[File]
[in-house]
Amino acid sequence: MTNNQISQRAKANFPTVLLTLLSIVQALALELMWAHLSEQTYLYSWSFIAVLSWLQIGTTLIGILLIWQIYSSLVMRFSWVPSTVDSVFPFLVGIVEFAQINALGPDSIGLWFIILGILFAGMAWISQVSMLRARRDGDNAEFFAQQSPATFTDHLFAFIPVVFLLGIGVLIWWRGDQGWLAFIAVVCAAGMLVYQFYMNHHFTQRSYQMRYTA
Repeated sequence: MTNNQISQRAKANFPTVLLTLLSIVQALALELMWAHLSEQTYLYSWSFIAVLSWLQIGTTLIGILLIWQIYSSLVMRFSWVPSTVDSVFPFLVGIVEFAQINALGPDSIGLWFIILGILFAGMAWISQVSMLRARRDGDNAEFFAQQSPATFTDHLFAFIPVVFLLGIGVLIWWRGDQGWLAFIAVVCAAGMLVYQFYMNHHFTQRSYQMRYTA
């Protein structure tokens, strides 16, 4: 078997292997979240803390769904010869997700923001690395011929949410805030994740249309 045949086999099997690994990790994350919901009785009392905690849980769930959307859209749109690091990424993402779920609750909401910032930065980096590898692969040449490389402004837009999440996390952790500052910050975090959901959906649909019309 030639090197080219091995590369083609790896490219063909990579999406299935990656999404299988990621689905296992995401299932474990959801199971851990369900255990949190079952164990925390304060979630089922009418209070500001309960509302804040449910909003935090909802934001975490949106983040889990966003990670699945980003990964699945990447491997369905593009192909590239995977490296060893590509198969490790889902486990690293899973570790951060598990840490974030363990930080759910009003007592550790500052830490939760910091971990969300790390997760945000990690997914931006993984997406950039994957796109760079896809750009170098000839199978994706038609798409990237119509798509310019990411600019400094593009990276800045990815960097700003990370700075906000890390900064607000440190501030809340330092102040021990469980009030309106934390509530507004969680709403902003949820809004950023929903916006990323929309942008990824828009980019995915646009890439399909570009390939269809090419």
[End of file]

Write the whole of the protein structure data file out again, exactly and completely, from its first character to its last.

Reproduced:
[in-house]
Amino acid sequence: MTNNQISQRAKANFPTVLLTLLSIVQALALELMWAHLSEQTYLYSWSFIAVLSWLQIGTTLIGILLIWQIYSSLVMRFSWVPSTVDSVFPFLVGIVEFAQINALGPDSIGLWFIILGILFAGMAWISQVSMLRARRDGDNAEFFAQQSPATFTDHLFAFIPVVFLLGIGVLIWWRGDQGWLAFIAVVCAAGMLVYQFYMNHHFTQRSYQMRYTA
Repeated sequence: MTNNQISQRAKANFPTVLLTLLSIVQALALELMWAHLSEQTYLYSWSFIAVLSWLQIGTTLIGILLIWQIYSSLVMRFSWVPSTVDSVFPFLVGIVEFAQINALGPDSIGLWFIILGILFAGMAWISQVSMLRARRDGDNAEFFAQQSPATFTDHLFAFIPVVFLLGIGVLIWWRGDQGWLAFIAVVCAAGMLVYQFYMNHHFTQRSYQMRYTA
């Protein structure tokens, strides 16, 4: 078997292997979240803390769904010869997700923001690395011929949410805030994740249309 045949086999099997690994990790994350919901009785009392905690849980769930959307859209749109690091990424993402779920609750909401910032930065980096590898692969040449490389402004837009999440996390952790500052910050975090959901959906649909019309 030639090197080219091995590369083609790896490219063909990579999406299935990656999404299988990621689905296992995401299932474990959801199971851990369900255990949190079952164990925390304060979630089922009418209070500001309960509302804040449910909003935090909802934001975490949106983040889990966003990670699945980003990964699945990447491997369905593009192909590239995977490296060893590509198969490790889902486990690293899973570790951060598990840490974030363990930080759910009003007592550790500052830490939760910091971990969300790390997760945000990690997914931006993984997406950039994957796109760079896809750009170098000839199978994706038609798409990237119509798509310019990411600019400094593009990276800045990815960097700003990370700075906000890390900064607000440190501030809340330092102040021990469980009030309106934390509530507004969680709403902003949820809004950023929903916006990323929309942008990824828009980019995915646009890439399909570009390939269809090419």